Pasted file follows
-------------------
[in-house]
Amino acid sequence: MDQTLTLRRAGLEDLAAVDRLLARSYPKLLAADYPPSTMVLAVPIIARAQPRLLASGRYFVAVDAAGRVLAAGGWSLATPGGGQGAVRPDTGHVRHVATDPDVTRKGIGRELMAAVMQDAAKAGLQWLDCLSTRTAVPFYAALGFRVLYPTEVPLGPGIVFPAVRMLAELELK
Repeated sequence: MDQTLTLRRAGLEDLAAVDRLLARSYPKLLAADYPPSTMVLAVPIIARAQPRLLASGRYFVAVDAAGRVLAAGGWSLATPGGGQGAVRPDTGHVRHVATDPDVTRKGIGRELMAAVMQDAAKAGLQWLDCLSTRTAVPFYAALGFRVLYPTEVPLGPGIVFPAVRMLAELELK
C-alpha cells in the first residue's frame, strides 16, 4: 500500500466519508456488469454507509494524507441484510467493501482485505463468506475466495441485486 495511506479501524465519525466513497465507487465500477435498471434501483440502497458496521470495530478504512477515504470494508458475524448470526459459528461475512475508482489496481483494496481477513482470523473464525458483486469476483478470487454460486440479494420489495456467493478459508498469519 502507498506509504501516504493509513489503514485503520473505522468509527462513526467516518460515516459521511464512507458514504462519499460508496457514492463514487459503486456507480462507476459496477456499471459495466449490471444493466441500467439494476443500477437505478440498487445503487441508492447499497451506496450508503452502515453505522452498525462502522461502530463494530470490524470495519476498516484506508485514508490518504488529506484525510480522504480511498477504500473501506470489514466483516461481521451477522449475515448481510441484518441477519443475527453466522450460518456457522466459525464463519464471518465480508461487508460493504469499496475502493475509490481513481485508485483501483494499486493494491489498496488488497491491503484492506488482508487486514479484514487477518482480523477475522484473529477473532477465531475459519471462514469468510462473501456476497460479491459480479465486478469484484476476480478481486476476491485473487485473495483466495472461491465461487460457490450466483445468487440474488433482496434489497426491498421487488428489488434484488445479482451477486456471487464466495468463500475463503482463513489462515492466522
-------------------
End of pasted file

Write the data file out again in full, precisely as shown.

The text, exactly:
[in-house]
Amino acid sequence: MDQTLTLRRAGLEDLAAVDRLLARSYPKLLAADYPPSTMVLAVPIIARAQPRLLASGRYFVAVDAAGRVLAAGGWSLATPGGGQGAVRPDTGHVRHVATDPDVTRKGIGRELMAAVMQDAAKAGLQWLDCLSTRTAVPFYAALGFRVLYPTEVPLGPGIVFPAVRMLAELELK
Repeated sequence: MDQTLTLRRAGLEDLAAVDRLLARSYPKLLAADYPPSTMVLAVPIIARAQPRLLASGRYFVAVDAAGRVLAAGGWSLATPGGGQGAVRPDTGHVRHVATDPDVTRKGIGRELMAAVMQDAAKAGLQWLDCLSTRTAVPFYAALGFRVLYPTEVPLGPGIVFPAVRMLAELELK
C-alpha cells in the first residue's frame, strides 16, 4: 500500500466519508456488469454507509494524507441484510467493501482485505463468506475466495441485486 495511506479501524465519525466513497465507487465500477435498471434501483440502497458496521470495530478504512477515504470494508458475524448470526459459528461475512475508482489496481483494496481477513482470523473464525458483486469476483478470487454460486440479494420489495456467493478459508498469519 502507498506509504501516504493509513489503514485503520473505522468509527462513526467516518460515516459521511464512507458514504462519499460508496457514492463514487459503486456507480462507476459496477456499471459495466449490471444493466441500467439494476443500477437505478440498487445503487441508492447499497451506496450508503452502515453505522452498525462502522461502530463494530470490524470495519476498516484506508485514508490518504488529506484525510480522504480511498477504500473501506470489514466483516461481521451477522449475515448481510441484518441477519443475527453466522450460518456457522466459525464463519464471518465480508461487508460493504469499496475502493475509490481513481485508485483501483494499486493494491489498496488488497491491503484492506488482508487486514479484514487477518482480523477475522484473529477473532477465531475459519471462514469468510462473501456476497460479491459480479465486478469484484476476480478481486476476491485473487485473495483466495472461491465461487460457490450466483445468487440474488433482496434489497426491498421487488428489488434484488445479482451477486456471487464466495468463500475463503482463513489462515492466522